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Digital can printing takes off with Air Berlin

What is said to be the first commercial application of digital electrostatic drop-on-demand printing technology from U.K.-based Tonejet was pioneered last May by Ball Packaging Europe at its Hassloch, Germany, beverage can manufacturing plant.
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Spreading wings, the technology—developed as a digital alternative for the packaging and industrial printing sector—was used to decorate 33-cL beer cans for a promotion for Air Berlin, Germany's second largest airline.

In late 2008, Ball began a partnership with Tonejet to develop the supplier's newly launched digital print-head technology for beverage can printing. Ball incorporated a prototype of the digital printing press into its standard production line at the Hassloch plant in spring 2009. The digital prototype currently has an output of 120 cans/min, expected to increase to 200/min in the future.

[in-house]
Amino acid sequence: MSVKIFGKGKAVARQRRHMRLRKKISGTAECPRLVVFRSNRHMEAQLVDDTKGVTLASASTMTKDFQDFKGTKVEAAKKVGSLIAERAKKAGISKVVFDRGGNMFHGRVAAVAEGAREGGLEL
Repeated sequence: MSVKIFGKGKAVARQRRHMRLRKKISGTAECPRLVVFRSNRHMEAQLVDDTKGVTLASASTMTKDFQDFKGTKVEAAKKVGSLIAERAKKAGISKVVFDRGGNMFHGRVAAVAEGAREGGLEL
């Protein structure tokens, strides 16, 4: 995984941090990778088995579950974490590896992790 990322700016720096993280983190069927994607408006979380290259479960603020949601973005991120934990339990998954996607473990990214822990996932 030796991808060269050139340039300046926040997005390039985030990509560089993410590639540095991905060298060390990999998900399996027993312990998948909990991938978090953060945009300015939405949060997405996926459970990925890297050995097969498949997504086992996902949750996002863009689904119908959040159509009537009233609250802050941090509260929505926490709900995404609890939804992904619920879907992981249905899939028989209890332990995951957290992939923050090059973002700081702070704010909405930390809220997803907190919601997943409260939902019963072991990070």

Says Simon Edwards, vice president of sales and marketing for Tonejet, "The requirements for printing onto preformed containers are particularly demanding. For example, there are specific requirements for the containers entering the digital press to be delivered directly from the normal base production lines, followed by coating within the digital press itself. These presented a number of challenges, which we were able to resolve."

The Air Berlin can, decorated in four color-process graphics, was an ideal application for the technology, which favors short to medium print runs and provides photographic-quality images at a resolution of 600 dpi.

"The primary advantages [of this digital print technology for beverage can printing] are very low setup times, the ability to change images from one can to the next, hence job changeover is instant, and high-resolution images," says Edwards. "This results in the ability to accommodate short and medium print runs, which are typically cost-prohibitive on a dry-offset can-printing press." The process also allows test products and proofs to be run on-press, he adds.

Ball has currently equipped just one line with the Tonejet printer, but Edwards says that this capability is expected to grow in the next 12 to 24 months.

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